My Urban-Renewal Idea

On a Saint Paul discussion forum, someone asked “what would you do to better the city if someone gave you a couple million dollars?”

It took me about two seconds to answer; I’ve been thinking about this one for years and years.

If someone gave me a couple million dollars my plan would look something like this:

  1. Buy three adjacent blocks of blighted housing in a down-market neighborhood that’s been ravaged by the foreclosure crisis – Frogtown, the North End, the lower East Side.  There are some blocks where half the houses are foreclosed, vacant or demolished.  I’d like to find one of those – preferably one with an old storefront or two on one of the corners.
  2. Remodel them, at least in terms of basics, leaving room for sweat equity.
  3. Sell the houses on one of the blocks.  Price them at market rates – or half-price for nuclear families where  both of the heads of household had a clean criminal record and one or both had a carry permit and could prove they owned legal firearms.  Give a cumulative five percent discount for each of the following: veterans, charter or private school teachers, cops or firemen.  In other words, a family who had a veteran, a firefighter and a charter school teacher with a permit could get the house for 35% of the already-depressed market value.
  4. Lop off another 10% of the balance if crime on the block and on surrounding blocks drops below neighborhood or city averages in, say, a year or two.
  5. Give one of the storefronts to a small charter school rent-free for five years.
  6. Wait three years and watch as the crime rate plummets, and property values rise.
  7. Sell the other two blocks at the new, higher-value market rates; no half-off for permittees with guns, but offer cumulative ten percent discounts for carry permit holders with firearms, cops/firemen and charter/private teachers.
  8. Plow the proceeds into repeating the process on neighboring blocks.
  9. Watch as the neighborhood, strong, self-reliant, free-enterprise oriented and virtually crime-free compared to the surrounding area, starts to wake up, noticing that the parts of the city run by the DFL are failing while the part run according to traditional conservative values – theirs – is doing well.  People in my project, and around and about it, start to ask “so why do we keep electing clueless DFLers to all city offices?”.
  10. Watch some more as control of Saint Paul flips from the DFL’s bobbleheaded one-party rule to conservative control, beginning an era of hard work that leads in modestly short order to a much, much better city.

I’m rarin’ to go.  Someone pony up!

8 thoughts on “My Urban-Renewal Idea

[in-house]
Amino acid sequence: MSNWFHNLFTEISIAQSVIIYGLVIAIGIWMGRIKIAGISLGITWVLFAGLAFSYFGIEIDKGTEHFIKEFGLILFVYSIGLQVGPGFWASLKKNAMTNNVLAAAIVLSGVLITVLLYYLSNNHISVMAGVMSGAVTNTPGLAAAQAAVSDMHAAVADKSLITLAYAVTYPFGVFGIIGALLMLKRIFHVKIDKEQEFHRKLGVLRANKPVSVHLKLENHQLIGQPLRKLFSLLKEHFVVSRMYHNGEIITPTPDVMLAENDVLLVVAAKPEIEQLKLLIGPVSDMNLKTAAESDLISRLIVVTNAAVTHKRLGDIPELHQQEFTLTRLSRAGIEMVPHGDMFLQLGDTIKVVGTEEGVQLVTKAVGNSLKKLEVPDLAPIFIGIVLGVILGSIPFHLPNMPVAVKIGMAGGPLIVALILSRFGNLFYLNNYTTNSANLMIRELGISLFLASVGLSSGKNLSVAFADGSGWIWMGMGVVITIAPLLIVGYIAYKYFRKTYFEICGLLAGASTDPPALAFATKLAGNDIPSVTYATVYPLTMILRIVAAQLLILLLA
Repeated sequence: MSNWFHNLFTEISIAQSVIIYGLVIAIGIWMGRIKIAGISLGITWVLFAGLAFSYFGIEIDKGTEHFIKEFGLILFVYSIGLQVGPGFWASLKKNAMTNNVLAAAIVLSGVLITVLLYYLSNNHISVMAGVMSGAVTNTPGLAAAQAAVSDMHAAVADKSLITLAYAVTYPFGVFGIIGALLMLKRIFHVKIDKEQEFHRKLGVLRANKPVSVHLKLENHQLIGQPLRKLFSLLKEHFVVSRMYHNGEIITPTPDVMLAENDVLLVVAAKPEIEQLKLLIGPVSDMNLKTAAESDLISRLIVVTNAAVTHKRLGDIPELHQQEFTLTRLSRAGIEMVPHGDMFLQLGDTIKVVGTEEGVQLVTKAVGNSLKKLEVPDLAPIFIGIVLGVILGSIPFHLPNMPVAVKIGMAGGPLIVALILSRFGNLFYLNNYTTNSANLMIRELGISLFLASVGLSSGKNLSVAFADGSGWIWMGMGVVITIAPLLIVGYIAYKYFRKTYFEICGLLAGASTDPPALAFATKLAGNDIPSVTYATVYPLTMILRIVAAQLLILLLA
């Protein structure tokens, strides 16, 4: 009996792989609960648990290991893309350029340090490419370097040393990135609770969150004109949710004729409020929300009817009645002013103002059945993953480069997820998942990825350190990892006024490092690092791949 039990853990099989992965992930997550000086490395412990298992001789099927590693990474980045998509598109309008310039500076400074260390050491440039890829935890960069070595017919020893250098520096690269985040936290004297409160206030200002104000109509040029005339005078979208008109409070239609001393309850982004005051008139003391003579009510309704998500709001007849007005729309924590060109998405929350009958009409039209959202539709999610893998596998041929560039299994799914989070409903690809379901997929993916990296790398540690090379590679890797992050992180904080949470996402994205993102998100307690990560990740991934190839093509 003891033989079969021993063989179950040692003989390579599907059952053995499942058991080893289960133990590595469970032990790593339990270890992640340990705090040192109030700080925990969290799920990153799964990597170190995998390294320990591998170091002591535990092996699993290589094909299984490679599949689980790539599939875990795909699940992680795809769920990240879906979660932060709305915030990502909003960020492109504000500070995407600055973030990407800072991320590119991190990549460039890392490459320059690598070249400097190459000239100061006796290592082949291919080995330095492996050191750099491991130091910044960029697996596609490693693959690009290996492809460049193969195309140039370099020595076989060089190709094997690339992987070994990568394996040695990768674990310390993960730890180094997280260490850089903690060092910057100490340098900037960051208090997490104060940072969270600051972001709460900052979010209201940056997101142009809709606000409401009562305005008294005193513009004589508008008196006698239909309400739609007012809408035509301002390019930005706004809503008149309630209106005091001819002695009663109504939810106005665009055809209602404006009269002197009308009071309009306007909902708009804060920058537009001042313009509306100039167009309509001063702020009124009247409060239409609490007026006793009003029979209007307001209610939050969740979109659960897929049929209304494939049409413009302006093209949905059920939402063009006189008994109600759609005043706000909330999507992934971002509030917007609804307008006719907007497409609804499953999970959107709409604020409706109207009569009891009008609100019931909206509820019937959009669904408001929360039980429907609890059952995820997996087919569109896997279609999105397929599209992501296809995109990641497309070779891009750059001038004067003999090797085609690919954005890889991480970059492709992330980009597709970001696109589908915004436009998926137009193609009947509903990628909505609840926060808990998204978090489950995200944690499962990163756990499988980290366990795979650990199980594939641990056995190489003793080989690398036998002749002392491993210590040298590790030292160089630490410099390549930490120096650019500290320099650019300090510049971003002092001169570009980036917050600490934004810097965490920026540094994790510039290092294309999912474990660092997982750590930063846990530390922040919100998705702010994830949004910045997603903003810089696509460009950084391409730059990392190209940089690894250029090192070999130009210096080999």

#1 Pistol Range, lots of lanes.
    #2 Trap and Skeet range.
    #3 Off road course for ATV’s and 4 wheelers

    They would do so much business and bring in so much tax revenue that Coleman would have to wear a long coat to cover his woodie.

  2. Not to put a damper on the parade, but…


    As much as I agree with your plan, I have a strong feeling it would get taken to court for discrimination, thanks on a macro sense to our overly-litigious-demand-equality society, and on a micro sense thanks to a city teeming with orcs.

    (See my comment on this post:


    The environazis and orcs on the city council and zoning commissions would shut all three of those wonderful suggestions down in a heartbeat.

  3. I’m guessing that Chris Coleman’s minions would shut down our gracious host posthaste. Hasn’t Mitch commented a few times on St. Paul’s powerful avoidance of sensible ways of rebuilding his beloved city?

    Moreover, having worked a few spring breaks for Habitat for Humanity, I’ve also seen where it doesn’t work. The second and third time I went to Dallas, I noticed that the homes I’d worked on were already trashed–the pride of ownership that’s supposed to improve neighborhoods just wasn’t happening for many.

    I’d somewhat modify things; I’d get to know people through churches, and make a point of assisting people to retrofit their own homes (unless of course Mayor Coleman prevents it) and learning the skills needed for civilized society. That would, of course, involve some trips to Bill’s and a sponsorship for carry permit training.

    It’s worth noting that the great charities of over a century ago did things this way–except for the fact you didn’t need a carry permit in those enlightened days. See Marvin Olasky’s “The Tragedy of American Compassion.”

  4. Take out the inflammatory rhetoric and accept the fact that Mitch would take a handout to fund his idea instead of actively raising money to make it reality, and I’d bite.

    The experiment would be worthwhile. If it works as Mitch surmises, fine. It would be a great contribution. If it doesn’t, he’ll have many years of fodder explaining how the left screwed up his plan.

  5. “Bobblehead” is inflammatory? (shrug)

    Would I “take a handout?” Well, I’ve got projects of my own in the works right now, so yeah, actually fundraising for this is down my list a bit.

    I suspect that I could make a buck or two (to plow into the project, natch) by making and showing the documentary about the SPDFL’s battle against my project.

  6. I’d be willing to bet that in certain circles, “nuclear families where both of the heads of household had a clean criminal record and one or both had a carry permit and could prove they owned legal firearms” is almost as inflammatory as “bobblehead”.

  7. Pingback: A Pack, Not A Herd | Shot in the Dark

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